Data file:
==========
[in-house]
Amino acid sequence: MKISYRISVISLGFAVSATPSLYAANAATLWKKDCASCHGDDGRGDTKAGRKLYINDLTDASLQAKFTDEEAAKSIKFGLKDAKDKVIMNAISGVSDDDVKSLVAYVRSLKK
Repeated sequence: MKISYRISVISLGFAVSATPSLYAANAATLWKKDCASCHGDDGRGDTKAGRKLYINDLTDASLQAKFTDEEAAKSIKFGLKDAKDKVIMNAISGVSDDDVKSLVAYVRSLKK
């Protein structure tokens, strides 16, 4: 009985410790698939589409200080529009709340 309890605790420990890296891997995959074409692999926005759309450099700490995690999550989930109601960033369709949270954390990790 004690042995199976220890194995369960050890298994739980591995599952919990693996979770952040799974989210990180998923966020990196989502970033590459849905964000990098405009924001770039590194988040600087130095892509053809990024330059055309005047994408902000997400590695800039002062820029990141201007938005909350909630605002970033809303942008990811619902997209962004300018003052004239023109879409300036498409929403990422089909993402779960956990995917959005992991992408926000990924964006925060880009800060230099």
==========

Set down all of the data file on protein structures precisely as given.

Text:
[in-house]
Amino acid sequence: MKISYRISVISLGFAVSATPSLYAANAATLWKKDCASCHGDDGRGDTKAGRKLYINDLTDASLQAKFTDEEAAKSIKFGLKDAKDKVIMNAISGVSDDDVKSLVAYVRSLKK
Repeated sequence: MKISYRISVISLGFAVSATPSLYAANAATLWKKDCASCHGDDGRGDTKAGRKLYINDLTDASLQAKFTDEEAAKSIKFGLKDAKDKVIMNAISGVSDDDVKSLVAYVRSLKK
């Protein structure tokens, strides 16, 4: 009985410790698939589409200080529009709340 309890605790420990890296891997995959074409692999926005759309450099700490995690999550989930109601960033369709949270954390990790 004690042995199976220890194995369960050890298994739980591995599952919990693996979770952040799974989210990180998923966020990196989502970033590459849905964000990098405009924001770039590194988040600087130095892509053809990024330059055309005047994408902000997400590695800039002062820029990141201007938005909350909630605002970033809303942008990811619902997209962004300018003052004239023109879409300036498409929403990422089909993402779960956990995917959005992991992408926000990924964006925060880009800060230099």